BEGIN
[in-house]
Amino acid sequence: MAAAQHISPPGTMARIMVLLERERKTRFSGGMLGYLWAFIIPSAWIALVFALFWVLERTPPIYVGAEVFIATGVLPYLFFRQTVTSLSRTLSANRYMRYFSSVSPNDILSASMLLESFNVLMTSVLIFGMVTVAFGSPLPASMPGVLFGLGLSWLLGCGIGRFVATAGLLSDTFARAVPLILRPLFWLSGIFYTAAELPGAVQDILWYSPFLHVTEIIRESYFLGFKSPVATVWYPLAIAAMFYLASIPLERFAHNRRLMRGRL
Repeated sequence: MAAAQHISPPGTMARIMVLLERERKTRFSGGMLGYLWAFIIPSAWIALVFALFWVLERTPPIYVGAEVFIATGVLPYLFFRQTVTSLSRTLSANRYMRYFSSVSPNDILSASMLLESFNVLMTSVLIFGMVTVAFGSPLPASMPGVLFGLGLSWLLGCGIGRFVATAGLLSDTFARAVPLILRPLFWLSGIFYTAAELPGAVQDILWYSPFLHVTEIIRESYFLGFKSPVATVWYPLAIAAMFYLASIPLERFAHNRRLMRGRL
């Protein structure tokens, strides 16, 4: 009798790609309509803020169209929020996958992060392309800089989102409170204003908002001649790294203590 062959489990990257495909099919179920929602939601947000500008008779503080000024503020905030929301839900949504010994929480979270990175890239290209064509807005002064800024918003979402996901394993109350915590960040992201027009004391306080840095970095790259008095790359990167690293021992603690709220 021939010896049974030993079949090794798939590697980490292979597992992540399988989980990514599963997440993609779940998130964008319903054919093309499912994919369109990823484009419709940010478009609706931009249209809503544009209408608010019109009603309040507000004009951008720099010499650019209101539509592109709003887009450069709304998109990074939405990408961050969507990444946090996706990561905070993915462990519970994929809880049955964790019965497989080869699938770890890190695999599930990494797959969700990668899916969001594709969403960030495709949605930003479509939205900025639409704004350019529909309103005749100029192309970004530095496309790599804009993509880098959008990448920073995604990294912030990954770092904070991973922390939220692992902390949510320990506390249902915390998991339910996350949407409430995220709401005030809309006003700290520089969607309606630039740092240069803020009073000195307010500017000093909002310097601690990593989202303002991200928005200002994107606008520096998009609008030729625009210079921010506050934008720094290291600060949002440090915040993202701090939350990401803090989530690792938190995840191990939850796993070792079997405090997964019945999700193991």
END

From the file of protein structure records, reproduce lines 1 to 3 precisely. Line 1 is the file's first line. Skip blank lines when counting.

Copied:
[in-house]
Amino acid sequence: MAAAQHISPPGTMARIMVLLERERKTRFSGGMLGYLWAFIIPSAWIALVFALFWVLERTPPIYVGAEVFIATGVLPYLFFRQTVTSLSRTLSANRYMRYFSSVSPNDILSASMLLESFNVLMTSVLIFGMVTVAFGSPLPASMPGVLFGLGLSWLLGCGIGRFVATAGLLSDTFARAVPLILRPLFWLSGIFYTAAELPGAVQDILWYSPFLHVTEIIRESYFLGFKSPVATVWYPLAIAAMFYLASIPLERFAHNRRLMRGRL
Repeated sequence: MAAAQHISPPGTMARIMVLLERERKTRFSGGMLGYLWAFIIPSAWIALVFALFWVLERTPPIYVGAEVFIATGVLPYLFFRQTVTSLSRTLSANRYMRYFSSVSPNDILSASMLLESFNVLMTSVLIFGMVTVAFGSPLPASMPGVLFGLGLSWLLGCGIGRFVATAGLLSDTFARAVPLILRPLFWLSGIFYTAAELPGAVQDILWYSPFLHVTEIIRESYFLGFKSPVATVWYPLAIAAMFYLASIPLERFAHNRRLMRGRL